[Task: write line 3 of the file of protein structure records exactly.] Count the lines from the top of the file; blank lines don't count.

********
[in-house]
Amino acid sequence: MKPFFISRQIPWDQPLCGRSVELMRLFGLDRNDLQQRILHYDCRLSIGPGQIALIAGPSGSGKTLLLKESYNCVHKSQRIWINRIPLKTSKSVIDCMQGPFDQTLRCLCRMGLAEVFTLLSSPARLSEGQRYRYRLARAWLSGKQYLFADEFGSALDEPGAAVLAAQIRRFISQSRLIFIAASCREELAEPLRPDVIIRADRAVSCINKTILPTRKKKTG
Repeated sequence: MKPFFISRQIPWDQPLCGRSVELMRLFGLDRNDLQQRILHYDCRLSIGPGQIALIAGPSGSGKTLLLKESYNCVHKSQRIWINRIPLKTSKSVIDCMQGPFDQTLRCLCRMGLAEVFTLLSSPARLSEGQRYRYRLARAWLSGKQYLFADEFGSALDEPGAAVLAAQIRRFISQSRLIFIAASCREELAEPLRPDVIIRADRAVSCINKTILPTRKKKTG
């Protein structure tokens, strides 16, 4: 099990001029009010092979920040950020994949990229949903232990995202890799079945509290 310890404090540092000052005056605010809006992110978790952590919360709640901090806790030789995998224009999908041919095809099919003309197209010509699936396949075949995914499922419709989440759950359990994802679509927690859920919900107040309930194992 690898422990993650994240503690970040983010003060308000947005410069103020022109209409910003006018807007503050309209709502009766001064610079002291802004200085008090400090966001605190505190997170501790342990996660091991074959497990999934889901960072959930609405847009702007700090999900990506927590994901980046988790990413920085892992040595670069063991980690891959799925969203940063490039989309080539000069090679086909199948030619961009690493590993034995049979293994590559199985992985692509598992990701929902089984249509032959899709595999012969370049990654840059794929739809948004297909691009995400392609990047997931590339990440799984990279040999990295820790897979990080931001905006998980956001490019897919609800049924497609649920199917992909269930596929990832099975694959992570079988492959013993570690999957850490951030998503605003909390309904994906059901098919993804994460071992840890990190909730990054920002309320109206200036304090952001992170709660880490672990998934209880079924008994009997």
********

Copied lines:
Repeated sequence: MKPFFISRQIPWDQPLCGRSVELMRLFGLDRNDLQQRILHYDCRLSIGPGQIALIAGPSGSGKTLLLKESYNCVHKSQRIWINRIPLKTSKSVIDCMQGPFDQTLRCLCRMGLAEVFTLLSSPARLSEGQRYRYRLARAWLSGKQYLFADEFGSALDEPGAAVLAAQIRRFISQSRLIFIAASCREELAEPLRPDVIIRADRAVSCINKTILPTRKKKTG